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VA Homeless Programs

 

Employee Spotlight

July 15, 2022

Reaver D. Nelson, MSW, LISW-S

Reaver D. Nelson Community Resource and Referral Center (CRRC) Program Coordinator
Cleveland VA Medical Center – VA Northeast Ohio Health Care System

Q: How long have you worked for VA?

A: I’ve been with VA since September 2011, so more than 11 years.

Q: What led you to your position at VA? What did you do before coming to VA?

A: Prior to coming to VA, I was a clinical therapist for a community mental health agency here in Cleveland, OH.

Since joining VA, I’ve spent the entire time working with the homeless programs. Because of our mission to get Veterans experiencing homelessness access to both housing and the full range of VA benefits and services, this job has given me countless opportunities to learn all about the VA system. It has helped me become a more well-rounded clinician who can better serve our Veterans.

Q: Tell us about your role as the CRRC Program Coordinator.

A: Being a program coordinator has a clinical aspect and an administrative aspect. I’m responsible for the clinical supervision of social workers and rehabilitation technicians. Sometimes I get the opportunity to work directly with Veterans, and routinely coordinate with our team to help implement our Veterans’ housing plans.

The administrative part has to do with the day-to-day operations of the CRRC. I coordinate with our VA-funded grantees, help plan and host Stand Down events, and support our various community partners.

Q: What are CRRCs and why are they important?

A: CRRCs are one-stop shops that provide Veterans with access to community-based services that start the process of addressing their homelessness. We are often the very first people Veterans meet and we help link them to the right care that addresses their individual needs.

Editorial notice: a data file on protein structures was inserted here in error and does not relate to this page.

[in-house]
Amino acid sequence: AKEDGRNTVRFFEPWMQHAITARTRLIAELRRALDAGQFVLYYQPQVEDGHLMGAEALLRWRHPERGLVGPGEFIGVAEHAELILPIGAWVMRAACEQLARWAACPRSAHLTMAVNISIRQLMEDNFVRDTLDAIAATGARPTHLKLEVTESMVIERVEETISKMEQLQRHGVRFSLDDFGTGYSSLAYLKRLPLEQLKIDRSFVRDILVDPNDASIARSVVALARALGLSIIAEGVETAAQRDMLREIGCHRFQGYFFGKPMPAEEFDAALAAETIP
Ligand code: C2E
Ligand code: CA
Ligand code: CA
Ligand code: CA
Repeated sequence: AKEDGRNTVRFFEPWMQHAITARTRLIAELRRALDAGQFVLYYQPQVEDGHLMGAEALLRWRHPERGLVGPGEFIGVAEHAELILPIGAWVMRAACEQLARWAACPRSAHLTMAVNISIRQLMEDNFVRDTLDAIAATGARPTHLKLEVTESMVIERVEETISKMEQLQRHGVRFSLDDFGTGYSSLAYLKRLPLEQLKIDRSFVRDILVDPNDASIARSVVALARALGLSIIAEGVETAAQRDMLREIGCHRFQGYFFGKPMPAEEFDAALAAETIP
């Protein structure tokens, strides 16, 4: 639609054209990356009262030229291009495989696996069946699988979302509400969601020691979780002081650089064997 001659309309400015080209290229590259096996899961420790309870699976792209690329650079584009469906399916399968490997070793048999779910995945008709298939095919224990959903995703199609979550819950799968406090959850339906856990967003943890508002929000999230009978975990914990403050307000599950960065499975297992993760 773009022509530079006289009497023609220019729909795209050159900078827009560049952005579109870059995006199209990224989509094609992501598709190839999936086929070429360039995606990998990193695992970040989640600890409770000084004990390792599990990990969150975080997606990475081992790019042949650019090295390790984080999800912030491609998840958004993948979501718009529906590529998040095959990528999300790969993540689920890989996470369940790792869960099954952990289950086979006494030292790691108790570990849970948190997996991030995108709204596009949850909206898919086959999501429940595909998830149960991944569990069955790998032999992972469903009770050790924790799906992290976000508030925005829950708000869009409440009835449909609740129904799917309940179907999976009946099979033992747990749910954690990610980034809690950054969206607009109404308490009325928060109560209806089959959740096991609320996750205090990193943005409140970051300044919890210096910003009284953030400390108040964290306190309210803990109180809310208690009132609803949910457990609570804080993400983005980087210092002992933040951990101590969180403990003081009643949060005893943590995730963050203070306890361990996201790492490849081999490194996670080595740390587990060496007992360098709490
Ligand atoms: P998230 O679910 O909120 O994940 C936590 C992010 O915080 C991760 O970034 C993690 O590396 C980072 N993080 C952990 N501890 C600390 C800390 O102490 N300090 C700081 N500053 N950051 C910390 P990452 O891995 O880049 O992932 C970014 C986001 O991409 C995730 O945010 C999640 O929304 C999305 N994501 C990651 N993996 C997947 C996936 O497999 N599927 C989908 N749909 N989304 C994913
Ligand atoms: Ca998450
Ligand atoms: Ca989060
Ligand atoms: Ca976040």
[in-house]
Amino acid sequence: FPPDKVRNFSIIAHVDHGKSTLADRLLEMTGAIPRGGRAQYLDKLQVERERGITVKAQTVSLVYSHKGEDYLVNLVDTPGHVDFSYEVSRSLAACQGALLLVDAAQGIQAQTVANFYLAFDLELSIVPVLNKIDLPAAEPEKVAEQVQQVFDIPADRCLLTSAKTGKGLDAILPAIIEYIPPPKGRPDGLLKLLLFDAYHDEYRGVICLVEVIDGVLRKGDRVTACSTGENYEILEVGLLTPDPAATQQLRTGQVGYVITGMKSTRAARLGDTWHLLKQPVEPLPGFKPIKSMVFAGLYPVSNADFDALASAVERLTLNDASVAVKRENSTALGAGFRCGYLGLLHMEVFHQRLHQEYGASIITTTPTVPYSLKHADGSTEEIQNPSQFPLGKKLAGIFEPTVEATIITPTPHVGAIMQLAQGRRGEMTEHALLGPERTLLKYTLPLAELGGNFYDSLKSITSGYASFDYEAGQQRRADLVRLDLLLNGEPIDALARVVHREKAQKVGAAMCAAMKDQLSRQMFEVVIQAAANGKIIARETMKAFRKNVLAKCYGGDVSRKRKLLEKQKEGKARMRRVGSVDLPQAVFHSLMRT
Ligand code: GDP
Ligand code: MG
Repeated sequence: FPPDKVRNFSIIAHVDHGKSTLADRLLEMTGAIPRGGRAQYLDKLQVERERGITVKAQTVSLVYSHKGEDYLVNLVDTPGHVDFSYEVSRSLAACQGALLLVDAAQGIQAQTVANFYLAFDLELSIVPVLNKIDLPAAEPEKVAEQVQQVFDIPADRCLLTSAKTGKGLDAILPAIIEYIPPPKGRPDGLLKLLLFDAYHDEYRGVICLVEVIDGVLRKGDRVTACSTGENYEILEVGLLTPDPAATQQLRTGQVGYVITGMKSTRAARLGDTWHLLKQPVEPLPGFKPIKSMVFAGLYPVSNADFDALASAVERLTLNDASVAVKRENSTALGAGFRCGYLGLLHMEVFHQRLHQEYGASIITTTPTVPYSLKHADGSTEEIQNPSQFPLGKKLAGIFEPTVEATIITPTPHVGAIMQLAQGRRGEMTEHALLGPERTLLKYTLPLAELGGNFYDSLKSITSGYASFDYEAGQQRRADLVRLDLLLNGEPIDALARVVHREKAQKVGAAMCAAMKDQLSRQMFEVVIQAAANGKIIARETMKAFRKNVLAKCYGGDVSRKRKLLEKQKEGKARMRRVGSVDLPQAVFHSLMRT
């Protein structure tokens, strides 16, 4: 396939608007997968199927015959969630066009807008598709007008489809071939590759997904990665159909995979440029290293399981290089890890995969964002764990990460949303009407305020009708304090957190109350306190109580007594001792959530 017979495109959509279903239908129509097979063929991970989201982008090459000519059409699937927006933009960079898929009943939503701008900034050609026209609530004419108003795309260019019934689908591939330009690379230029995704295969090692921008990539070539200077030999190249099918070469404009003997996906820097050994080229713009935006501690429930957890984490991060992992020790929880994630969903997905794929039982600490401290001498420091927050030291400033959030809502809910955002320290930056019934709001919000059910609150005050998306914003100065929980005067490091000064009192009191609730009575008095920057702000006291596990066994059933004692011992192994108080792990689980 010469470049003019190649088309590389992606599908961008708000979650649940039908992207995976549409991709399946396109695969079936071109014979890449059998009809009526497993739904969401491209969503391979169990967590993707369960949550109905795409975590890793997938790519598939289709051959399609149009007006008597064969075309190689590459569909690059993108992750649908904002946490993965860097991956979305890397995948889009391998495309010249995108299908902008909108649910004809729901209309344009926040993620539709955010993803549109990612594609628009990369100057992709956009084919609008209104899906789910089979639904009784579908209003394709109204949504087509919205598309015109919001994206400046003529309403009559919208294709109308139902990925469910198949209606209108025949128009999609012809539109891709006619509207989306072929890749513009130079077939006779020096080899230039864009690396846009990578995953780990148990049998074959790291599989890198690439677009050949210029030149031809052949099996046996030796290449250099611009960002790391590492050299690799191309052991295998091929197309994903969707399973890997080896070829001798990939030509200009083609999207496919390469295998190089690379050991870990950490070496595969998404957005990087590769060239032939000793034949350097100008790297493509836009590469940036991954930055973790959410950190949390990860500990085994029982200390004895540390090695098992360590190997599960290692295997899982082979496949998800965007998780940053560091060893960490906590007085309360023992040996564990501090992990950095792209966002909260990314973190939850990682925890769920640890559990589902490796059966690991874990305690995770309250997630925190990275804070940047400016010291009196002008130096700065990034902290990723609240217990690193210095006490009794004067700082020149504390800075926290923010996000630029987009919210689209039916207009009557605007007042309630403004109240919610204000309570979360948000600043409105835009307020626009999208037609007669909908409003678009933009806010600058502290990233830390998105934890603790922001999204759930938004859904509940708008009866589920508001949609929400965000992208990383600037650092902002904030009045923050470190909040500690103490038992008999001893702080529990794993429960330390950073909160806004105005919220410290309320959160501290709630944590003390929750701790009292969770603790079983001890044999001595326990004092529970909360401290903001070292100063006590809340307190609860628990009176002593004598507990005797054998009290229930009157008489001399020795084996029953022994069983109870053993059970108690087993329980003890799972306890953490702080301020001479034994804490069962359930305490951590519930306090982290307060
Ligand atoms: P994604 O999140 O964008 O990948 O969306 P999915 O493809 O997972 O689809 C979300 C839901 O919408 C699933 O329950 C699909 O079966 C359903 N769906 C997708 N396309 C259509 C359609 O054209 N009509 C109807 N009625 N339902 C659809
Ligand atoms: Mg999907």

Here in Cleveland, our CRRC is an arm of the comprehensive service center that also links Veterans to other homeless programs, such as Housing and Urban Development-VA Supportive Housing (HUD-VASH), Supportive Services for Veteran Families (SSVF), VA vocational programs, and others.

Q: What is needed to be effective in your role?

A: To be effective, I need to have good communication skills and be very responsive to the needs of our Veterans. It is critical that we build effective relationships with not only our Veterans, but with our other peers both within and outside VA. Again, we are often the first VA staff member that a Veteran meets when they’re in crisis. We have to make a good first impression and immediately start building trust. Not only that, but it’s our job to connect them with resources, so having partnerships that we can count on with service providers who administer the resources our Veterans need is critical.

Q: What is your favorite part of this job?

A: Being able to use my clinical training to help support our Veterans, problem solve with our staff, and get creative with how we connect Veterans to resources is extremely gratifying. Seeing the results of how it can all come together for a Veteran is rewarding. When a Veteran walks into our CRRC for the first time filled with anxiety and worry, then is eventually able to get the help they need – food, school supplies for their kids, housing – it’s amazing.

Q: What do most people get wrong about homelessness?

A: I think the thing that most people take for granted about Veterans experiencing homelessness – especially those who are unsheltered and literally living on the street – is that as humans, they are so much more than what we see as we pass them by.

In our work, our teams get to know the stories and history of each Veteran we work with. We learn about their life before they became homeless, including their time in the military, education, family, children, and the other gifts they have. With many of these things, as a society, we overlook them and only focus on their immediate circumstances.

They have stories that could fill libraries. It’s important to see people in a lens that is larger than homelessness, not just for their care, but so that we can treat them as human beings.

Q: What would you say to a Veteran experiencing homelessness who may be hesitant to seek healthcare through VA?

A: Whatever is blocking you from seeking care, please know that we are here to help you and work with you throughout the process. We’ll walk alongside you so you can be more comfortable. And whatever is making you hesitant, let’s talk about it and do what we can to work through it and get you the help you deserve.